Art fair in downtown Queenstown, with the backdrop of the Remarkables

Later that afternoon, we set off for Dunedin. We had a quiet night, and after breakfast the following day we set off to explore the Otago Peninsula. The Otago Peninsula frames the Dunedin harbor, and has a number of small towns, and several worthwhile sightseeing stops. A highlight of our last summer's visit was Penguin Place. Penguin Place is a privately owned and funded reserve for the rare yellow-eyed penguin, only 5,000-6,000 remain in existence. The yellow-eyed penguin does not do well in captivity, so this very well-run reserve is one of the few opportunities to view these birds.

Cath at Penguin Place

For more pictures, see the Penguin Place Photo Gallery

Our next stop on the Otago Peninsula, was Larnach Castle. Larnach Castle was built in 1871, and was restored in the 1960s. The grounds and surrounding scenery are fantastic. It is easy think you are in the UK, rather than 40 minutes from Dunedin.

 

Larnach Castle

For more pictures, see the Larnach Castle Photo Gallery

We drove out to the Albatross Colony to take in the view, but did not go to the Albatross Colony tourist center. We were however, visited by a seagull.

Seagull visiting us on our rental car

We took a scenic drive around the coast of the Otago Peninsula on our way back to Dunedin. The peninsula has a number of small cute towns and farms.

    

Otago Peninsula

As it was early spring, so everywhere we went we saw lambs. We might have gotten a little carried away, but we couldn't resist taking quite a few lamb photos

    

    

Lamb Cam

Black swans

While trying to find our way back to the main road back to Dunedin, we came across an elderly lady taking her burro out for some grass.

Taking her burrow out for a walk

When we returned to Dunedin, we did some brief sightseeing of the historic train station, made a quick stop at Starbucks for a pick-me-up and headed off for our next stop.

    

      

Dunedin's train station

It was a beautiful day with the spring flowers in bloom - it was a perfect day for sightseeing and photos.

Cath in front of the spring flowers outside the Dunedin train station

After leaving Dunedin, we set off for Oamaru. In route, we stopped at Moeraki Boulders.

   

   

Moeraki Boulders

There are two ideas about how the Moeraki Boulders got here, the Maori one, and the scientific one. In Maori legend, the Kai-hinaki food baskets were washed ashore when a canoe was shipwrecked while searching for precious stones. The scientists say that the boulders are 60 million years old. They started as lime crystals, which then attracted other minerals around it to make the boulder shape.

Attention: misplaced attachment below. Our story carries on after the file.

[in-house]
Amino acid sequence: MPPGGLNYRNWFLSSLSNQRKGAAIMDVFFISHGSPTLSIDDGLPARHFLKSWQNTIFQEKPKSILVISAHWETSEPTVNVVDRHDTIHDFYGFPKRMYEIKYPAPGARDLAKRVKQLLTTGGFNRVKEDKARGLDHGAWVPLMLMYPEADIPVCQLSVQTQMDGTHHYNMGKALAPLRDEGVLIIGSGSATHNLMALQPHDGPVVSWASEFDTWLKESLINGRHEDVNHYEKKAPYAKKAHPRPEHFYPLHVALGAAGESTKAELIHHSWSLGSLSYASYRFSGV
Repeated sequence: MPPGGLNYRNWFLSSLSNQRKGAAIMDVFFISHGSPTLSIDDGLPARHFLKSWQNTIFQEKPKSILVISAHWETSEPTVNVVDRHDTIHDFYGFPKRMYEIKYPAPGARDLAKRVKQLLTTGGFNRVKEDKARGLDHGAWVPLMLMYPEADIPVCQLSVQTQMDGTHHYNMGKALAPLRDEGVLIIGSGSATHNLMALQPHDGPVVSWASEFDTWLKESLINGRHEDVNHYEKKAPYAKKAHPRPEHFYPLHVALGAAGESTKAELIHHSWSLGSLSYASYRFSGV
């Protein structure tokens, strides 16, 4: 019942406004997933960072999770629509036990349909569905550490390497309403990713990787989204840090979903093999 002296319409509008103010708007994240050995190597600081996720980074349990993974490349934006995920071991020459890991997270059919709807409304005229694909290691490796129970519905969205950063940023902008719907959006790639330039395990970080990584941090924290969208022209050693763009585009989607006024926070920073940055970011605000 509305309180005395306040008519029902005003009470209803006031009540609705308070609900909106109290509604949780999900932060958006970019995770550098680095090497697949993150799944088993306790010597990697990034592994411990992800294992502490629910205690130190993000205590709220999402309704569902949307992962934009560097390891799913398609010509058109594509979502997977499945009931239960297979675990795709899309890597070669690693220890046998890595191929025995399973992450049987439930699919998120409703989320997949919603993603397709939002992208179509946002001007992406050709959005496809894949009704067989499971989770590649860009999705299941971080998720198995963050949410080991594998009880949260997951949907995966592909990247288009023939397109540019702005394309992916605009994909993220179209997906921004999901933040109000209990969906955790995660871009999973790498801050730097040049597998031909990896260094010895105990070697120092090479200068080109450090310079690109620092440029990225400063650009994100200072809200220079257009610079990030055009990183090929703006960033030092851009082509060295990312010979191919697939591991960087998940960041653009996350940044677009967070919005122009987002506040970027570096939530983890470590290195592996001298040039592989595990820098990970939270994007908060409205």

We then continued on to Oamaru. Oamaru is a town of impressive limestone architecture. These buildings were largely built during the period 1860ís - 1880ís and today remain as New Zealandís most complete collection of Victorian buildings. Oamaru is the main town of the Waitaki area, whose limestone Victorian buildings reflect the wealth of the New Zealand gold rush era. Today Oamaru, is known as the penguin capital of New Zealand. Oamaru is home to a large nesting colony of Little Blue Penguins. This is one of our favorite tourist attractions. The Blue penguins are the smallest of the world's 17 species of penguin. Standing just 25cm high and weighing 1 kilogram; and are one of the cutest animals we've seen. They are found around the coast of New Zealand and in Southern Australia.

Penguin Crossing sign by the colony

The penguins come ashore at dusk, to return to their nests. Last year when we visited the colony, it was during the penguin's annual molt, so we only saw eight penguins come ashore - and were delighted with that. This year, the penguins were returning to hungry chicks and we had 74 penguins come ashore -- it was fantastic!

   

   

Blue penguins coming ashore and preening before returning to their nests and hungry chicks

We had a quiet night in Oamaru, and the next morning we drove to Christchurch, and flew back to Auckland. Dorothy and Peggy took an overnight tour to the Bay of Islands, and spent the remaining time touring Auckland with us. Peggy and Dorothy had a great time and flew home a few days later loaded with souvenirs and rolls of film to be developed.